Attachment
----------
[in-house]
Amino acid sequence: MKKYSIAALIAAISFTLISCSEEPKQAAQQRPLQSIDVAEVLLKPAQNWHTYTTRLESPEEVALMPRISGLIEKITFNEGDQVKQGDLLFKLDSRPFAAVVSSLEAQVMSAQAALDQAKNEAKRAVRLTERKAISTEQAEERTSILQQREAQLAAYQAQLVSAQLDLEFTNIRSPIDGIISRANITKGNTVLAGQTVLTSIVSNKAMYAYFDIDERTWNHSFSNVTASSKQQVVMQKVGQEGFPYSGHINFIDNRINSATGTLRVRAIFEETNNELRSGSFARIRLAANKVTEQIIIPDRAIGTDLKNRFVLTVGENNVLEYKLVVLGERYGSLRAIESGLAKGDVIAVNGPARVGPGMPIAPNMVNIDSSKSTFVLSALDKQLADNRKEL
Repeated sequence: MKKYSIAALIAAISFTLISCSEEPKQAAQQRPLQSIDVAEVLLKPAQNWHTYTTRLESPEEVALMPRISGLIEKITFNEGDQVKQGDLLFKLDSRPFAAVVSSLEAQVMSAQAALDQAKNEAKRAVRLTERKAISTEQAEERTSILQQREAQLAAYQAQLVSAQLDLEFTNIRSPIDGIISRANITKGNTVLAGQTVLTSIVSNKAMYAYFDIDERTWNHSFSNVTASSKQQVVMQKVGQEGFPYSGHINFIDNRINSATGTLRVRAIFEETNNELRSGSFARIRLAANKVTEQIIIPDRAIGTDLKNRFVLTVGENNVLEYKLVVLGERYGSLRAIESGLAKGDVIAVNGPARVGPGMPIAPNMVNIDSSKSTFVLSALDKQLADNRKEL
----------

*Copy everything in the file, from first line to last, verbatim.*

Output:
[in-house]
Amino acid sequence: MKKYSIAALIAAISFTLISCSEEPKQAAQQRPLQSIDVAEVLLKPAQNWHTYTTRLESPEEVALMPRISGLIEKITFNEGDQVKQGDLLFKLDSRPFAAVVSSLEAQVMSAQAALDQAKNEAKRAVRLTERKAISTEQAEERTSILQQREAQLAAYQAQLVSAQLDLEFTNIRSPIDGIISRANITKGNTVLAGQTVLTSIVSNKAMYAYFDIDERTWNHSFSNVTASSKQQVVMQKVGQEGFPYSGHINFIDNRINSATGTLRVRAIFEETNNELRSGSFARIRLAANKVTEQIIIPDRAIGTDLKNRFVLTVGENNVLEYKLVVLGERYGSLRAIESGLAKGDVIAVNGPARVGPGMPIAPNMVNIDSSKSTFVLSALDKQLADNRKEL
Repeated sequence: MKKYSIAALIAAISFTLISCSEEPKQAAQQRPLQSIDVAEVLLKPAQNWHTYTTRLESPEEVALMPRISGLIEKITFNEGDQVKQGDLLFKLDSRPFAAVVSSLEAQVMSAQAALDQAKNEAKRAVRLTERKAISTEQAEERTSILQQREAQLAAYQAQLVSAQLDLEFTNIRSPIDGIISRANITKGNTVLAGQTVLTSIVSNKAMYAYFDIDERTWNHSFSNVTASSKQQVVMQKVGQEGFPYSGHINFIDNRINSATGTLRVRAIFEETNNELRSGSFARIRLAANKVTEQIIIPDRAIGTDLKNRFVLTVGENNVLEYKLVVLGERYGSLRAIESGLAKGDVIAVNGPARVGPGMPIAPNMVNIDSSKSTFVLSALDKQLADNRKEL